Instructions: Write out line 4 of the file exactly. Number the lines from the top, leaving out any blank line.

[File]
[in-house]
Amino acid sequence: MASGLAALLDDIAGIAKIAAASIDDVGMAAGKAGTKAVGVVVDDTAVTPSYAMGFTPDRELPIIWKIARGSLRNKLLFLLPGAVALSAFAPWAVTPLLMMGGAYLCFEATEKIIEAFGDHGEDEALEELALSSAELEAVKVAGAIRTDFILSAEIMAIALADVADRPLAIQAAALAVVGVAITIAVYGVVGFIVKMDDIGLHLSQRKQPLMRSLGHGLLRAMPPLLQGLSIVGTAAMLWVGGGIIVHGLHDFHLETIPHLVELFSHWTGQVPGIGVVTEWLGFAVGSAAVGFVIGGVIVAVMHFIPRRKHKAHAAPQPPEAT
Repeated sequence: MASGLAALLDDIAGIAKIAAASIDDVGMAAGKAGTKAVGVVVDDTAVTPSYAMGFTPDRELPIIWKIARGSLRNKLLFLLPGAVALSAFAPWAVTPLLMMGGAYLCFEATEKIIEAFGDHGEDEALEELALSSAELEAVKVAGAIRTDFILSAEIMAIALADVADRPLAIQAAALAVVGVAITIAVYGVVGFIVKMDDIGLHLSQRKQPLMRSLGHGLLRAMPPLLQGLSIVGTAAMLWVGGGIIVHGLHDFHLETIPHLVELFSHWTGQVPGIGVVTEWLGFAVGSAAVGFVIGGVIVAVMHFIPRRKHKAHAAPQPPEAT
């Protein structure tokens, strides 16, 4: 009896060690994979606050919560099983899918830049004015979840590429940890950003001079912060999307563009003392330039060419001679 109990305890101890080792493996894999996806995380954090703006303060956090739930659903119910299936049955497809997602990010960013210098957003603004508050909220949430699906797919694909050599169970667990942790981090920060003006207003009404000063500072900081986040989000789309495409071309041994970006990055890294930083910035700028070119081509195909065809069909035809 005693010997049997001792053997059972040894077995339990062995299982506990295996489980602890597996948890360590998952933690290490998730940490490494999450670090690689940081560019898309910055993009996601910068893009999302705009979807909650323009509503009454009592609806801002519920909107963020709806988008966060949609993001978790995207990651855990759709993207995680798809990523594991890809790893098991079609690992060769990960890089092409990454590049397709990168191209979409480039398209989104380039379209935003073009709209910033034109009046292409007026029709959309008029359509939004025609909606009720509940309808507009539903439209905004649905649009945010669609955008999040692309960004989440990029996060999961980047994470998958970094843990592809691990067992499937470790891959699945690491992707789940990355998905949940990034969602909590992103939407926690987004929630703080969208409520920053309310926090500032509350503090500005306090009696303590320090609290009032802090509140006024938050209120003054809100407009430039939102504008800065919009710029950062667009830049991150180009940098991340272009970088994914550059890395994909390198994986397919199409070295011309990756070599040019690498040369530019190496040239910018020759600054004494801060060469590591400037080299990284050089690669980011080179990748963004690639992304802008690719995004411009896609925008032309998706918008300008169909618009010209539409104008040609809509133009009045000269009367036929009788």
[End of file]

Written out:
């Protein structure tokens, strides 16, 4: 009896060690994979606050919560099983899918830049004015979840590429940890950003001079912060999307563009003392330039060419001679 109990305890101890080792493996894999996806995380954090703006303060956090739930659903119910299936049955497809997602990010960013210098957003603004508050909220949430699906797919694909050599169970667990942790981090920060003006207003009404000063500072900081986040989000789309495409071309041994970006990055890294930083910035700028070119081509195909065809069909035809 005693010997049997001792053997059972040894077995339990062995299982506990295996489980602890597996948890360590998952933690290490998730940490490494999450670090690689940081560019898309910055993009996601910068893009999302705009979807909650323009509503009454009592609806801002519920909107963020709806988008966060949609993001978790995207990651855990759709993207995680798809990523594991890809790893098991079609690992060769990960890089092409990454590049397709990168191209979409480039398209989104380039379209935003073009709209910033034109009046292409007026029709959309008029359509939004025609909606009720509940309808507009539903439209905004649905649009945010669609955008999040692309960004989440990029996060999961980047994470998958970094843990592809691990067992499937470790891959699945690491992707789940990355998905949940990034969602909590992103939407926690987004929630703080969208409520920053309310926090500032509350503090500005306090009696303590320090609290009032802090509140006024938050209120003054809100407009430039939102504008800065919009710029950062667009830049991150180009940098991340272009970088994914550059890395994909390198994986397919199409070295011309990756070599040019690498040369530019190496040239910018020759600054004494801060060469590591400037080299990284050089690669980011080179990748963004690639992304802008690719995004411009896609925008032309998706918008300008169909618009010209539409104008040609809509133009009045000269009367036929009788």